# Phase Displacement (Reference Phasor) Groups

## Phase Displacement (Reference Phasor) Groups

Under normal operating conditions, the primary and secondary voltages v1 and v2 are practically in phase with the respective cur­rents, il and i2, for the positive directions chosen in Fig.21. For the chosen positive directions of the load current iload and load volt­age vload it follows that iload = i2 and vload = v2 if the switch Sw is in position 1, or iload = - i2 and

vload = - v2 if the switch is in position 2. In the former case the load current and volt­age are in phase with the secondary current and voltage of the transformer; in the latter case they are in anti-phase. These phase rela­tions are very important when transformers are to be run in parallel, or when using instru­ment transformers, etc.

In terms of the phase difference between the secondary and primary voltages, transformers are classed into phase displacement (or refe­rence phasor) groups. In assigning a phase displacement group to a transformer, its volt­age on the H.V. side is assumed to be primary, and that on the L.V. side, secondary.

The phase difference used as a basis for this classification is that between the line high and low voltages. For two transformers falling in the same reference group this phase displacement is the same, and the two are assigned the same reference number.

A convention adopted internationally is to indicate phase dis­placement as a clock figure representing the hour read by a clock when the minute hand takes the place of the primary line voltage phasor in a complex plane and is set at 12 o'clock, and the hour hand represents the secondary line voltage phasor. Since an angle of 30° is exactly the central angle between adjacent hour markings on a clock dial, it is taken as the unit of phase displacement. The phase displacoment is counted from the minute to the hour hand in the same direction as they rotate. The "time" thus read is the reference number assigned.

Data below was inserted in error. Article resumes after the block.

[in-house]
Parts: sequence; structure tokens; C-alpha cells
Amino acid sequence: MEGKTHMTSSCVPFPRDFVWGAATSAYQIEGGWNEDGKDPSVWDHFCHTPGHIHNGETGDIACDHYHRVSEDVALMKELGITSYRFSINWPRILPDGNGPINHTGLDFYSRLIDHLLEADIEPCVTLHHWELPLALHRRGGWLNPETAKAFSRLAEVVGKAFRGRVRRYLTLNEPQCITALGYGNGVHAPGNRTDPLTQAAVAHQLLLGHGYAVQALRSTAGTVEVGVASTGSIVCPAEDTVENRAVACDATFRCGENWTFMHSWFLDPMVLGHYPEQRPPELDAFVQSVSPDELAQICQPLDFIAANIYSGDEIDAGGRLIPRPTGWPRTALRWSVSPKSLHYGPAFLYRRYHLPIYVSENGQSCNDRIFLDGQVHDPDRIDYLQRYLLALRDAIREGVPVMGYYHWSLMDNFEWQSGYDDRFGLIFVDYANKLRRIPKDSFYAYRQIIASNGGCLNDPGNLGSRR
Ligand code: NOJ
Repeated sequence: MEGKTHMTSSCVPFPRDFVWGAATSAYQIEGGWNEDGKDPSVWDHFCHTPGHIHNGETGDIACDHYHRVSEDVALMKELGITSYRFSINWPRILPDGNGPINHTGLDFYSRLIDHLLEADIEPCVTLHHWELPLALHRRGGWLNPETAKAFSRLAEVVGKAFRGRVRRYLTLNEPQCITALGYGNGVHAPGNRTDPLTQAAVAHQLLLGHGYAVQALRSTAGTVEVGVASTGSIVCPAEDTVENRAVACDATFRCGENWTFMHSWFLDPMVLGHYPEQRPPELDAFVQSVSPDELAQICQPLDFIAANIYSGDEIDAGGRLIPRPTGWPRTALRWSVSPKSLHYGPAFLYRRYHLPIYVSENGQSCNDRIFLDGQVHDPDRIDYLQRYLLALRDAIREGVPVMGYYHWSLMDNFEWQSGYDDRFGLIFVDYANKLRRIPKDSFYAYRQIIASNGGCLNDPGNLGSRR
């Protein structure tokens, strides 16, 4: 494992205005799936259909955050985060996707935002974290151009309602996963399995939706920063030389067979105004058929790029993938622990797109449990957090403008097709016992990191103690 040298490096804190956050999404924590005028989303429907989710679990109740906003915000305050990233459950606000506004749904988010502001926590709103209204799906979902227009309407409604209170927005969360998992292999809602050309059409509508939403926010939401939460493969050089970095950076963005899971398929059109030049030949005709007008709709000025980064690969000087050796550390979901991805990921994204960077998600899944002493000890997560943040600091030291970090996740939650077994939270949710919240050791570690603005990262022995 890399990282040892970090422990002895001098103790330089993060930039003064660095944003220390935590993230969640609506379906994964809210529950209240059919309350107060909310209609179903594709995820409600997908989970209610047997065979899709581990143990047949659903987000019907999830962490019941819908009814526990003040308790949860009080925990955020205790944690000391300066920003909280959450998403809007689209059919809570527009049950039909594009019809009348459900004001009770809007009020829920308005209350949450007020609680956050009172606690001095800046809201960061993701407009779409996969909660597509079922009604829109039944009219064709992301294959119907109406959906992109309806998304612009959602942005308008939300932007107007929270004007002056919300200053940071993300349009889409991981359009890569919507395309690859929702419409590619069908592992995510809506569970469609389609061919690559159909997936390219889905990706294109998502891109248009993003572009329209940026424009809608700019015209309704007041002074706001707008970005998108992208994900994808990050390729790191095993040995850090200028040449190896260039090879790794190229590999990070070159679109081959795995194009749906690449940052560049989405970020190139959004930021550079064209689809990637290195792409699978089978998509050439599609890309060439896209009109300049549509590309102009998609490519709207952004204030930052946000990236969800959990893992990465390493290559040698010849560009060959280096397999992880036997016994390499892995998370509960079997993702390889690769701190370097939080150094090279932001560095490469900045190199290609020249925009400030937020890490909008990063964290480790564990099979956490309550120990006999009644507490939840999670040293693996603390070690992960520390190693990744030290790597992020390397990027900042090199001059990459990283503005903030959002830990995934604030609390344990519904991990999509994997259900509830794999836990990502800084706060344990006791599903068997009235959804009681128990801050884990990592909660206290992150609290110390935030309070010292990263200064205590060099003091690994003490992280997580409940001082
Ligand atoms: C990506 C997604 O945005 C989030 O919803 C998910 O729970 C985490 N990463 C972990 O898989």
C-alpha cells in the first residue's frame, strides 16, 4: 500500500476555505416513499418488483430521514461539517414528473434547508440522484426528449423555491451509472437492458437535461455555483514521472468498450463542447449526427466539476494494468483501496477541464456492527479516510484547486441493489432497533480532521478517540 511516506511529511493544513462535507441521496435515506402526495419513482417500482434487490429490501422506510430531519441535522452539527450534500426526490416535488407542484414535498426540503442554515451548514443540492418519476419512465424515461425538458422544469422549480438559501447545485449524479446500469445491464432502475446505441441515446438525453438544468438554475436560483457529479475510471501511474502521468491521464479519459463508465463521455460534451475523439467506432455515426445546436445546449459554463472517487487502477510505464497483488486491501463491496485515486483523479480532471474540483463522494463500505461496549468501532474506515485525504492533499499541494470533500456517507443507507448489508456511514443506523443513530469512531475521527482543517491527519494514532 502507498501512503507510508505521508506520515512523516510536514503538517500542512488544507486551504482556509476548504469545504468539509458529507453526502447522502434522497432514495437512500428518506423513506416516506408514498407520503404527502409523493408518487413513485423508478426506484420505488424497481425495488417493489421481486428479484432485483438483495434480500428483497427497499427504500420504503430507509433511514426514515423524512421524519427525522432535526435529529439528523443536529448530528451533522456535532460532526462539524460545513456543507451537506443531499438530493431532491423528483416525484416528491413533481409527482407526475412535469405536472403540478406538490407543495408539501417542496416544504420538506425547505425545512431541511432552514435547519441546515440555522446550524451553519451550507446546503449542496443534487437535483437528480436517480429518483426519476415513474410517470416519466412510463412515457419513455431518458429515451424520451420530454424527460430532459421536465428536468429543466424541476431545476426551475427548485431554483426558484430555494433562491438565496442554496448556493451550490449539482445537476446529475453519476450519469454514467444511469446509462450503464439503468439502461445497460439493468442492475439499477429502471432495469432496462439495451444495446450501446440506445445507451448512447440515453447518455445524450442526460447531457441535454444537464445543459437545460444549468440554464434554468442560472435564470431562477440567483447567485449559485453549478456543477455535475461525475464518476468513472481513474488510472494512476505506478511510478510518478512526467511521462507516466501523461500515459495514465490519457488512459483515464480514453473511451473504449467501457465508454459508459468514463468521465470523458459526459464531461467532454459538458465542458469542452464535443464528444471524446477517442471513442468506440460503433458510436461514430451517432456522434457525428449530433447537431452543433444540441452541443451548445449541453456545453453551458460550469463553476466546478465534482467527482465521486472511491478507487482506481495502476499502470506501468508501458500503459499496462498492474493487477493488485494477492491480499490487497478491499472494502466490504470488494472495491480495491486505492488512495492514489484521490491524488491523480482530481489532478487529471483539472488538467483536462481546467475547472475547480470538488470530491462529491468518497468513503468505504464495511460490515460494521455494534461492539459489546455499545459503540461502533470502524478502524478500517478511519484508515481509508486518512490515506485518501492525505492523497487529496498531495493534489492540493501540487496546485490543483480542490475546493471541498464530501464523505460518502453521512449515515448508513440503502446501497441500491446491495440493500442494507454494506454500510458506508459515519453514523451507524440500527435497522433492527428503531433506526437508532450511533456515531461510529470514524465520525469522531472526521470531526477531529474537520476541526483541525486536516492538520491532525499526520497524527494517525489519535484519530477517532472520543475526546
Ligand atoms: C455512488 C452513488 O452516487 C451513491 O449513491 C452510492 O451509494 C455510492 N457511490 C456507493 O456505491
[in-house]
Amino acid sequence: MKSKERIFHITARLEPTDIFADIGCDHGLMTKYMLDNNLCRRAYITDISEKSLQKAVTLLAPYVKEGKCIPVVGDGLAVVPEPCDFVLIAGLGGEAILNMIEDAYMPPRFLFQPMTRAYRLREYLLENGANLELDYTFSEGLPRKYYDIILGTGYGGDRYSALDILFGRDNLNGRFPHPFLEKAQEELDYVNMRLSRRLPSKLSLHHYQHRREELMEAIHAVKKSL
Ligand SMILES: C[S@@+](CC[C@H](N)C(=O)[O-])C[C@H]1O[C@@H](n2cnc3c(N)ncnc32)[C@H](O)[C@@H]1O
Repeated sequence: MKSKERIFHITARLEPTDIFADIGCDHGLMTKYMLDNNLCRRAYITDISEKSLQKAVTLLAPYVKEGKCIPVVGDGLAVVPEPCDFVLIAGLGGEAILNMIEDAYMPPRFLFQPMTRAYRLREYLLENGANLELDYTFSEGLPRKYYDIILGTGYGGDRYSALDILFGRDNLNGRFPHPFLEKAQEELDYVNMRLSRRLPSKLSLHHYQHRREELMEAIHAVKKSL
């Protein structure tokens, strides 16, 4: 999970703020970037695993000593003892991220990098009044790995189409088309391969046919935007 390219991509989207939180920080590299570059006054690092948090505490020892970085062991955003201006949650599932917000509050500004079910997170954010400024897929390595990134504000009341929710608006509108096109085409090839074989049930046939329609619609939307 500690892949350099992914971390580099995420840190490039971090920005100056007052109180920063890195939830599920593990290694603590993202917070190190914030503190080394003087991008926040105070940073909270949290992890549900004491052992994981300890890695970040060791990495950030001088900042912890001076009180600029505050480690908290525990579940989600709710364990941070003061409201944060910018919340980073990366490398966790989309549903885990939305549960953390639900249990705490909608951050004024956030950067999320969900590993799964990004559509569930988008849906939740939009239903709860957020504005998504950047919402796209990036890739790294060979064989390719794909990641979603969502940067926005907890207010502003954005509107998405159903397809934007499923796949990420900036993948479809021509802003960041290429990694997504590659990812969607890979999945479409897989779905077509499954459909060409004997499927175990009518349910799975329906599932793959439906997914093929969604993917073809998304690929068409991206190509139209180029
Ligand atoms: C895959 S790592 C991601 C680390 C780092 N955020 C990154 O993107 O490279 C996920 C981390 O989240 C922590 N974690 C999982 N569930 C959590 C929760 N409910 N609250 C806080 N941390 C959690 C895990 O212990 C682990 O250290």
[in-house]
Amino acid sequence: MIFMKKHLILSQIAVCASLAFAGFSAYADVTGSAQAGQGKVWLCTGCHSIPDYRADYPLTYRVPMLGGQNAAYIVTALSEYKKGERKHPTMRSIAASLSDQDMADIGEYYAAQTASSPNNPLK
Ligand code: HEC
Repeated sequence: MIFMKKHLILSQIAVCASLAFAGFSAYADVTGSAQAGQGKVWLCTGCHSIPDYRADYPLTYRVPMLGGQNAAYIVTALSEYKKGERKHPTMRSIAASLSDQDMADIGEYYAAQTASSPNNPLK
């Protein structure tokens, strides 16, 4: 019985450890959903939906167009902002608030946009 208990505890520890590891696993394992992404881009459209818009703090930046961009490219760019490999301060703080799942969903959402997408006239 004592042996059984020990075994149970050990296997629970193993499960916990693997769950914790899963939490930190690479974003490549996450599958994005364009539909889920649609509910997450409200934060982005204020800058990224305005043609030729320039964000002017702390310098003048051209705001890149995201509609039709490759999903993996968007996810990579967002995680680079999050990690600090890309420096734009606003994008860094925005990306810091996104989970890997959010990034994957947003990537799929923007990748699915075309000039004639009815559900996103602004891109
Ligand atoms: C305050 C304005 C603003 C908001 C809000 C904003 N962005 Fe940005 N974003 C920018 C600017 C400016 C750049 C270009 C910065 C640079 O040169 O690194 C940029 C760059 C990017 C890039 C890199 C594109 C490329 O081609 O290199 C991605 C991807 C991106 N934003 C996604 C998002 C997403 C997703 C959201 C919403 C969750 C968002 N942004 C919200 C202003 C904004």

In a single-phase transformer, the secondary voltage phasor can make with the primary voltage phasor an angle of about 0° or of about 180°. In the former case, the respective clock-hour figure is 12 (or 0), and this phase displacement group is assigned reference num­ber 0 . In the latter case, the respective clock-hour figure is 6, and this' phase displacement group is assigned reference number 6 . In this case the primary and secondary windings are wound in oppo­site directions with respect to that of the magnetic flux. In the USSR, single-phase transformers come only in reference group 0 .

With three-phase transformers, all the 12 clock-hour groups are possible in principle. For standardization purposes, however, only "two have been chosen. They are (at least in the Soviet Union) refer­ence group 11 and reference group 0 . Transformers in reference group 11 are used with their windings connected star to delta (Y/ Δ-11) and star (with the neutral point brought out) to delta (Yn/ Δ-11).

Transformers in reference group 0 have their windings connected on­ly star to star with the neutral point brought out (Y/Yn-0). The nu­merator always refers to the H.V. winding.

The Y/Y n-0 connection is used for transformers in which the .high voltage is up to 35 kV and the low voltage is 230 V, the power rating being up to 560 kVA, or with the same high voltage, a low Voltage of 400 V, and a power rating up to 1.8 MVA. Both forms of connection in reference group 11 are used for bigger transformers and at higher voltages.

As an example, Fig.22 shows a star-to-delta connection in which the low (that is, secondary) voltage phasor ab makes an angle of 3300 with the high (that is, primary) voltage phasor AB .

This phase displacement corresponds to a clock-hour figure of 11, so this connection falls in reference phasor group 11 .